Map of Japanese and Allied airfields in the Southwest Pacific Area, April 1944 (Source: US Air Force)
75 Years Ago—Mar. 25, 1944: At New Guinea, heavy US Fifth Air Force bombing on Wewak causes Japanese to move air headquarters to Hollandia.
Hungary approves anti-Semitic policies, requires Jews to wear the yellow Star of David effective 5 April 1944.
US secures Manus in the Admiralty Islands in the Pacific.
German troops and Italian collaborators round up civilians in front of the Palazzo Barberini, Rome, 23 March 1944, before the Ardeatine Caves Massacre (German Federal Archive: Bild 101I-312-0983-05)
75 Years Ago—Mar. 24, 1944: Ardeatine Caves Massacre—Nazis kill 335 Italian civilians in reprisal for partisan bombing the day before.
“The Great Escape”—76 Allied airmen escape from German POW camp Stalag Luft III near Sagan, 50 are recaptured and murdered, 3 escape to Allied or neutral territory.
Countdown to D-day: Allies decide to postpone Operation Anvil (invasion of southern France) to free up more landing craft for Operation Overlord (landings in Normandy).
The word “gobbledygook” is invented, used in a memorandum from US Smaller War Plants Corporation director Maury Maverick promoting short and plain writing.
B-25 of the US 340th Bombardment Group at Pompeii Airfield, covered with volcanic ash from the eruption of Mount Vesuvius, 23 March 1944 (USAF Photo)
75 Years Ago—Mar. 23, 1944: Italian partisan bombing decimates a German SS police unit in Rome, 33 Germans & 10 Italian civilians are killed.
Volcanic ash from Vesuvius destroys almost all (about 80) B-25 Mitchell medium bombers of the US 340th Bombardment Group at Pompeii Airfield in Italy.
Poster explaining US gasoline rationing cards in WWII
75 Years Ago—Mar. 22, 1944: New Zealanders make final assault on Monte Cassino, Italy, which fails.
RAF bombing raid to Frankfurt destroys the Altstadt (old town), and the house of Goethe’s birth is destroyed on the anniversary of his birth.
In US, “A” gas rationing cards are cut from three gallons per week to two gallons. Read more: “Make It Do—Gasoline Rationing in World War II”
In 1759 during the French & Indian War, Catherine Duval, half-Mohawk and half-French, runs her father’s trading post outside of Montreal. With the British besieging Quebec City and famine raging, French soldiers arrive to impress the women into harvesting wheat for the army at Quebec. To Catherine’s shock, her father “ransoms” a British prisoner-of-war, Samuel Crane, who had broken Catherine’s heart several years before.
Only Samuel has no intention of staying as a servant. He has information that could end the war in Canada, and no one but Catherine can help him escape. But to do so, Catherine will have to make a treacherous journey, endanger her loved ones, and risk her own heart once again.
In Between Two Shores, Jocelyn Green brings to life the perilous times of the French & Indian War in Canada. Lush descriptions and compelling characters make reading this story a rich experience. Along the way, Catherine faces truths about herself and the Lord that resonated with me. Don’t miss this story!
I ended up with two copies of Between Two Shores – so I’m giving one away! To enter the giveaway, please leave a comment below – US mailing addresses only, please. Giveaway ends Sunday, March 24, 2019 at midnight PST, and I’ll announce the winner here on my blog on Monday, March 25.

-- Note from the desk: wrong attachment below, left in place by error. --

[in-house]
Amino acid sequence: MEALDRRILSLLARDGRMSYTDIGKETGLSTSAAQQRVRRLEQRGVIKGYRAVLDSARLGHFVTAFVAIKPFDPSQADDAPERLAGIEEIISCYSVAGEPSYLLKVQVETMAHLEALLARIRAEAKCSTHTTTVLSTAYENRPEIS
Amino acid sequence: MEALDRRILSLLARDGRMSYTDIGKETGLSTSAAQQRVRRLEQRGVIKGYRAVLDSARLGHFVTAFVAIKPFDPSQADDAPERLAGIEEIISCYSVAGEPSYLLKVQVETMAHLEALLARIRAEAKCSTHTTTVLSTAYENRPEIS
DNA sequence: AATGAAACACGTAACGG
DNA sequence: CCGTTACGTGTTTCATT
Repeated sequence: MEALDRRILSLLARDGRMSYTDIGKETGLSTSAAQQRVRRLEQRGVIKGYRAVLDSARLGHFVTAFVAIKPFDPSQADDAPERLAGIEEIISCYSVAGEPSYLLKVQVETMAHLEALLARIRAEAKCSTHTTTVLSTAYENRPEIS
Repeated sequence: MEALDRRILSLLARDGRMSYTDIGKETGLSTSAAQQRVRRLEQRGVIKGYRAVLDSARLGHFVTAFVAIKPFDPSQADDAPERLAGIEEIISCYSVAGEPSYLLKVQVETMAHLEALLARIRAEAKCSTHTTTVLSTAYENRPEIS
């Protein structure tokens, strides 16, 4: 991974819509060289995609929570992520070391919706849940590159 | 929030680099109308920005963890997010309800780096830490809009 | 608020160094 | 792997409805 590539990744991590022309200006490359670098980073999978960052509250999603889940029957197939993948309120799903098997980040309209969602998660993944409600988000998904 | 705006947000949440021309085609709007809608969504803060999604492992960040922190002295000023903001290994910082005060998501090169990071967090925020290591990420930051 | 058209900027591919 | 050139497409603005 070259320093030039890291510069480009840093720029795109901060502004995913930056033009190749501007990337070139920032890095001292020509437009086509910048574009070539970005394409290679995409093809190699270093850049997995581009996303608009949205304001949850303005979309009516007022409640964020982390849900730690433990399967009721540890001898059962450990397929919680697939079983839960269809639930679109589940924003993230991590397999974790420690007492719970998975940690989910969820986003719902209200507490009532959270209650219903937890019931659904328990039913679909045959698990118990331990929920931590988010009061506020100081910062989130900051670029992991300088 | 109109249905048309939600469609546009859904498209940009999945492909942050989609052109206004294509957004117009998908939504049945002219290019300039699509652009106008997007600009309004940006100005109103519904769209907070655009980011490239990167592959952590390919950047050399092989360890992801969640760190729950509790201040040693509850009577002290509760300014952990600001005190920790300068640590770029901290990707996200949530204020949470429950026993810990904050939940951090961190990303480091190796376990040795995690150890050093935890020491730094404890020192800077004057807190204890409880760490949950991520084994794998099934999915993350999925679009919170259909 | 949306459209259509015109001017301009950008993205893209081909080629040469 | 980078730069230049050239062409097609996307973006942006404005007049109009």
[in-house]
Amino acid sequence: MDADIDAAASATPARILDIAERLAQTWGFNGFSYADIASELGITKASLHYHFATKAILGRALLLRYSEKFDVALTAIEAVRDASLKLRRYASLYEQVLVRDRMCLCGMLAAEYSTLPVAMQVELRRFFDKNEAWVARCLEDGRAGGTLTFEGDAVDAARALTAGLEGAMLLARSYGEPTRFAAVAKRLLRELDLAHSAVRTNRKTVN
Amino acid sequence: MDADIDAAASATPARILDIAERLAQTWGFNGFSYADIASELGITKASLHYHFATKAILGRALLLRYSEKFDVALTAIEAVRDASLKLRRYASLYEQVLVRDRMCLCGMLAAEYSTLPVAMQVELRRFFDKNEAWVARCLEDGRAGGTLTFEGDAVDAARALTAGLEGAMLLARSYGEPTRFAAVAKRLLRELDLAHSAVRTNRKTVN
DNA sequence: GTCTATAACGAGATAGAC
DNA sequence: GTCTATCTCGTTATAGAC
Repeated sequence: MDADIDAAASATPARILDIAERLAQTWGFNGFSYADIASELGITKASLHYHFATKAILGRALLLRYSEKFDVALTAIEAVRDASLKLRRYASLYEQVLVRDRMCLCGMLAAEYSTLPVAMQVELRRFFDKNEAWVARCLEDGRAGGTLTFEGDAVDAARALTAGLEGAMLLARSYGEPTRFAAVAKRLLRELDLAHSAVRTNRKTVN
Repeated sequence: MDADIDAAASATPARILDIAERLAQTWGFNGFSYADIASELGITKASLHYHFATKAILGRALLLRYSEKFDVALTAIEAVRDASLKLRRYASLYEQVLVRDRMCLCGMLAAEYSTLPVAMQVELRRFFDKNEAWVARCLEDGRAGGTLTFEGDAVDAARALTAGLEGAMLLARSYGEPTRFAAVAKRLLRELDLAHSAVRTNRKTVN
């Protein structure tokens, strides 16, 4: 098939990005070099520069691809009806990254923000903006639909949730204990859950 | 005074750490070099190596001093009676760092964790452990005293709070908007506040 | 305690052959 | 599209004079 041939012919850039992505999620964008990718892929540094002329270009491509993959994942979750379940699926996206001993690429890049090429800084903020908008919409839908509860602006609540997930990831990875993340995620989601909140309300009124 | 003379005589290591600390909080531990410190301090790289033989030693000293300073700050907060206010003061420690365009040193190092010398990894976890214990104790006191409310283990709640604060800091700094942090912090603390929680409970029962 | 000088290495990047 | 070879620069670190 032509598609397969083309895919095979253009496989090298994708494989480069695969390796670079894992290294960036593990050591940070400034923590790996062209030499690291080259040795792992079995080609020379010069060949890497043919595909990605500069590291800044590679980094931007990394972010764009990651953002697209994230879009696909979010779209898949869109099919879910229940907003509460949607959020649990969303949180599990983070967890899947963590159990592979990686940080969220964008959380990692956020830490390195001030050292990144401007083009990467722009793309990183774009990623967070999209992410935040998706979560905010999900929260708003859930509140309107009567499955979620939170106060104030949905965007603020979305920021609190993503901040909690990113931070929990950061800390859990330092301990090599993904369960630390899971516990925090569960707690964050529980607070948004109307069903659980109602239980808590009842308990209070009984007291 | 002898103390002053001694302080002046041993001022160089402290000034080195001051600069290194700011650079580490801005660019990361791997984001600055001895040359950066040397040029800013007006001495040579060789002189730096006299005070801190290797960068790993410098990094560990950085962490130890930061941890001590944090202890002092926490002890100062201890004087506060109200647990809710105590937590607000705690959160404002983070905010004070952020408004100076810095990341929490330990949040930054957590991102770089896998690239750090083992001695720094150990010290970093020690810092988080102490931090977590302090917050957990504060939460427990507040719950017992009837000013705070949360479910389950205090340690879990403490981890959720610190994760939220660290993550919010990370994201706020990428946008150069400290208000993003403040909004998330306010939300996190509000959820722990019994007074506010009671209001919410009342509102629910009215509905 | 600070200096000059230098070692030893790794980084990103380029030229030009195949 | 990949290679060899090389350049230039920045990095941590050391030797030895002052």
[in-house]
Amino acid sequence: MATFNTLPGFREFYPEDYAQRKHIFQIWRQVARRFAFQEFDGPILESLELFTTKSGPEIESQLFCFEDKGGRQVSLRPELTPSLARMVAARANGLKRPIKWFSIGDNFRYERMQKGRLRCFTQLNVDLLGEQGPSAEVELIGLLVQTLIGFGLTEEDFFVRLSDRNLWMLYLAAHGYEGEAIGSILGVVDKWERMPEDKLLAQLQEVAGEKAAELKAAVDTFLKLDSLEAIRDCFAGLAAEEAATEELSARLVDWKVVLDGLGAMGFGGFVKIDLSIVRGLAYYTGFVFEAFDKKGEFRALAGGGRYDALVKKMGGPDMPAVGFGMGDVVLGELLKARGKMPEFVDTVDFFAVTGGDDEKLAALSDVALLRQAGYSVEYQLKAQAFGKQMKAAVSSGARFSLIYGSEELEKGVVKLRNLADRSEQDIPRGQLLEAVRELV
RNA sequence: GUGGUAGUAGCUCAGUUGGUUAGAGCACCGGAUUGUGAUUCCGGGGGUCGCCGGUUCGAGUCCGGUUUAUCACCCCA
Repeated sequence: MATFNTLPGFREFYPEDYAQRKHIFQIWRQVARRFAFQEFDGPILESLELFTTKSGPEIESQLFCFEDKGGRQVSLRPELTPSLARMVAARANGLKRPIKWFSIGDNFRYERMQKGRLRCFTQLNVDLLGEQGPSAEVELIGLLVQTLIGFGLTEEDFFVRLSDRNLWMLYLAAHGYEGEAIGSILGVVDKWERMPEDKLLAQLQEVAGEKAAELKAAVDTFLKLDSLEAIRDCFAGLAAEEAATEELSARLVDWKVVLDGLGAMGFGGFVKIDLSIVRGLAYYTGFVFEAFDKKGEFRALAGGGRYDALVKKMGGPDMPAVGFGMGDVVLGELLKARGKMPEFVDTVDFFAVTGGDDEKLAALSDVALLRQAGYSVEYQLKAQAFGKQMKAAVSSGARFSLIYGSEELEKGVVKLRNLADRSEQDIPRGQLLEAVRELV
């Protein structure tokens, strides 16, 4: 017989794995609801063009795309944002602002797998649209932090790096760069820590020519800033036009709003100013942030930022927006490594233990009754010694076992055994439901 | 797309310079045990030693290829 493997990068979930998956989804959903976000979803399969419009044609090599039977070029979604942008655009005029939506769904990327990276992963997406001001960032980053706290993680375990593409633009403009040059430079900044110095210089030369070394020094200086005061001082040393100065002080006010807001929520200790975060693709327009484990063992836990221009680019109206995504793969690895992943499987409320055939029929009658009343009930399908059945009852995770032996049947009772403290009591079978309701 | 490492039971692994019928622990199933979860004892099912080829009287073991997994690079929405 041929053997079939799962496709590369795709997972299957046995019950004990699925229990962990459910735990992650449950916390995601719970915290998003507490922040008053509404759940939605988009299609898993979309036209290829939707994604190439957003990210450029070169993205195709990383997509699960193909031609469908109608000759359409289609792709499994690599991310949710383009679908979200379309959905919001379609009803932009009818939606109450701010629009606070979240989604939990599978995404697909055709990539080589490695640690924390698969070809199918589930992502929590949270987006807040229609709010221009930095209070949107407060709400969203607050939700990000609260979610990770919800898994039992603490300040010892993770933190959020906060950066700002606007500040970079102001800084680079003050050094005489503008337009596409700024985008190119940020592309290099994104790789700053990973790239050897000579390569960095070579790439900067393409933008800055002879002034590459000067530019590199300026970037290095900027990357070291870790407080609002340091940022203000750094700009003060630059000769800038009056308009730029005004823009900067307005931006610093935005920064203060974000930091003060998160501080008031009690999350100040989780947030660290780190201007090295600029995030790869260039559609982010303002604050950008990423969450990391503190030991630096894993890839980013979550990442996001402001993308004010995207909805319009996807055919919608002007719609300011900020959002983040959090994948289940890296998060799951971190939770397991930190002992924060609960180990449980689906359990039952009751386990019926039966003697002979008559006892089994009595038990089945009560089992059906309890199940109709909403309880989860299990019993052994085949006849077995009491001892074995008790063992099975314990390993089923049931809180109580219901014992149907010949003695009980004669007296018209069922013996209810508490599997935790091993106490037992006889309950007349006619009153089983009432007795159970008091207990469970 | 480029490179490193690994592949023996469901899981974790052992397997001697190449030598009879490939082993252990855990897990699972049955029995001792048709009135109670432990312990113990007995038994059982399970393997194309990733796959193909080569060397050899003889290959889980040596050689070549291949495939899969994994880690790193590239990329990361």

B-25 Mitchells of the US 321st Bomb Group flying past Mount Vesuvius, Italy during its eruption of 18-23 Mar 1944 (USAF photo)
75 Years Ago—Mar. 21, 1944: Eruption of Mount Vesuvius buries villages of San Sebastiano and Massa; 6-km-high lava fountains are seen. See more pictures on the blog of the National World War II Museum. Also see a newsreel video of explosion.
African-American crewmen of the destroyer escort USS Mason, Boston Navy Yard, MA, 20 March 1944 (US National Archives)
75 Years Ago—Mar. 20, 1944: Countdown to D-day: Gen. Harry Crerar replaces Gen. Kenneth Stuart over First Canadian Army, which will land at Juno Beach on D-day.
Destroyer escort USS Mason is commissioned at the Boston Navy Yard, the first US Navy ship with a predominately African-American enlisted crew.
US Office of Price Administration announces continuation of shoe rationing, allowing for purchase of two leather pairs per year (Read more: “Make It Do—Shoe Rationing in World War II”).
The novel Strange Fruit is banned in Boston and Detroit for “lewdness”; namely, an interracial romance.
Damage to Ponte di Piave bridge in Italy after Mediterranean Allied Air Force raid, WWII (USAF photo)
75 Years Ago—Mar. 19, 1944: Mediterranean Allied Air Force issues directive for Operation Strangle, air raids on railroads north of Rome during two-month lull in ground campaign, to hinder German supply & reinforcement.
German troops occupy Hungary to prevent the nation’s withdrawal from the war.
Adm. Miklós Horthy, Regent of Hungary in WWII (public domain via Wikipedia)
75 Years Ago—Mar. 18, 1944: Hungary’s regent, Adm. Miklós Horthy, agrees to new terms of alliance with Nazi Germany, including occupation by German troops and deportation of Hungary’s 750,000 Jews.
Movie premiere of comedy See Here, Private Hargrove, starring Robert Walker & Donna Reed.
“Félix Éboué—Governor-General Fighting French Africa—Scholar, Statesman, Soldier” by Charles Alston for US Office of War Information, 1943 (US National Archives)
Ruins of Continental Hotel in Cassino, Italy, 1944 (US Army Center of Military History)
75 Years Ago—Mar. 17, 1944: In Cassino, Italy, New Zealanders take western part of town, the train station, and assault German strongholds in hotels.
Félix Éboué, Governor-General of French Equatorial Africa, dies of a heart attack in Cairo, age 60; he was the first person of black African descent to be appointed to a high office in French colonies.